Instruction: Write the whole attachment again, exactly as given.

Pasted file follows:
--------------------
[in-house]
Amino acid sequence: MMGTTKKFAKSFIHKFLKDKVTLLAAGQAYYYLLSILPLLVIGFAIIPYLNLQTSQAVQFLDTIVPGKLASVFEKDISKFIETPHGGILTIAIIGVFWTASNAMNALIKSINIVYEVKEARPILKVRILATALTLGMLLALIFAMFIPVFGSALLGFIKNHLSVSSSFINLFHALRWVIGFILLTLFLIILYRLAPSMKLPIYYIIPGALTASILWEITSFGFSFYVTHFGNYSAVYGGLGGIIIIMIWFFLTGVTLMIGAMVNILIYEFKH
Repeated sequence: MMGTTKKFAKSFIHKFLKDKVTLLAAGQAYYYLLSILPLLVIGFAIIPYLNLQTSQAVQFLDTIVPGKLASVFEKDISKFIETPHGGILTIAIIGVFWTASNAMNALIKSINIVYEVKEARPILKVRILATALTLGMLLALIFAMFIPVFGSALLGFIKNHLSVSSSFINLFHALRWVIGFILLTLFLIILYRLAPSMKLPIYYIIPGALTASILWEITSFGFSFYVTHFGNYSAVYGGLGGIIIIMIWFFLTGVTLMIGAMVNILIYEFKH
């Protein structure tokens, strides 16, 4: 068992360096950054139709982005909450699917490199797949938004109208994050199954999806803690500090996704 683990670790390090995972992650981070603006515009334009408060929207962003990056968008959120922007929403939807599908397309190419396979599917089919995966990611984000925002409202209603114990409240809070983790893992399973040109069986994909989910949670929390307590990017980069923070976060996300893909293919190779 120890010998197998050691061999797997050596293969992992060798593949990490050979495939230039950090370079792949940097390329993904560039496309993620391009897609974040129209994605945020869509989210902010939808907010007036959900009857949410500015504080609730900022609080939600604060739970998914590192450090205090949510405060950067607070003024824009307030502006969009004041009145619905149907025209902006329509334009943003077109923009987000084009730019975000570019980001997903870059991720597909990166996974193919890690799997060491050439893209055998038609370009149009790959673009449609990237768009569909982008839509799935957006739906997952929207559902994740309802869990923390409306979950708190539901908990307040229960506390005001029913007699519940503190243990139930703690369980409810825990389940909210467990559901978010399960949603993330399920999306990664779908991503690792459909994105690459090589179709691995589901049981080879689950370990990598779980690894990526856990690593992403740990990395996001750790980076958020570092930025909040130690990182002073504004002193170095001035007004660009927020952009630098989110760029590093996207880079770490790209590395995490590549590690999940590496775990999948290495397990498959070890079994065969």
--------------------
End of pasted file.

[in-house]
Amino acid sequence: MMGTTKKFAKSFIHKFLKDKVTLLAAGQAYYYLLSILPLLVIGFAIIPYLNLQTSQAVQFLDTIVPGKLASVFEKDISKFIETPHGGILTIAIIGVFWTASNAMNALIKSINIVYEVKEARPILKVRILATALTLGMLLALIFAMFIPVFGSALLGFIKNHLSVSSSFINLFHALRWVIGFILLTLFLIILYRLAPSMKLPIYYIIPGALTASILWEITSFGFSFYVTHFGNYSAVYGGLGGIIIIMIWFFLTGVTLMIGAMVNILIYEFKH
Repeated sequence: MMGTTKKFAKSFIHKFLKDKVTLLAAGQAYYYLLSILPLLVIGFAIIPYLNLQTSQAVQFLDTIVPGKLASVFEKDISKFIETPHGGILTIAIIGVFWTASNAMNALIKSINIVYEVKEARPILKVRILATALTLGMLLALIFAMFIPVFGSALLGFIKNHLSVSSSFINLFHALRWVIGFILLTLFLIILYRLAPSMKLPIYYIIPGALTASILWEITSFGFSFYVTHFGNYSAVYGGLGGIIIIMIWFFLTGVTLMIGAMVNILIYEFKH
């Protein structure tokens, strides 16, 4: 068992360096950054139709982005909450699917490199797949938004109208994050199954999806803690500090996704 683990670790390090995972992650981070603006515009334009408060929207962003990056968008959120922007929403939807599908397309190419396979599917089919995966990611984000925002409202209603114990409240809070983790893992399973040109069986994909989910949670929390307590990017980069923070976060996300893909293919190779 120890010998197998050691061999797997050596293969992992060798593949990490050979495939230039950090370079792949940097390329993904560039496309993620391009897609974040129209994605945020869509989210902010939808907010007036959900009857949410500015504080609730900022609080939600604060739970998914590192450090205090949510405060950067607070003024824009307030502006969009004041009145619905149907025209902006329509334009943003077109923009987000084009730019975000570019980001997903870059991720597909990166996974193919890690799997060491050439893209055998038609370009149009790959673009449609990237768009569909982008839509799935957006739906997952929207559902994740309802869990923390409306979950708190539901908990307040229960506390005001029913007699519940503190243990139930703690369980409810825990389940909210467990559901978010399960949603993330399920999306990664779908991503690792459909994105690459090589179709691995589901049981080879689950370990990598779980690894990526856990690593992403740990990395996001750790980076958020570092930025909040130690990182002073504004002193170095001035007004660009927020952009630098989110760029590093996207880079770490790209590395995490590549590690999940590496775990999948290495397990498959070890079994065969």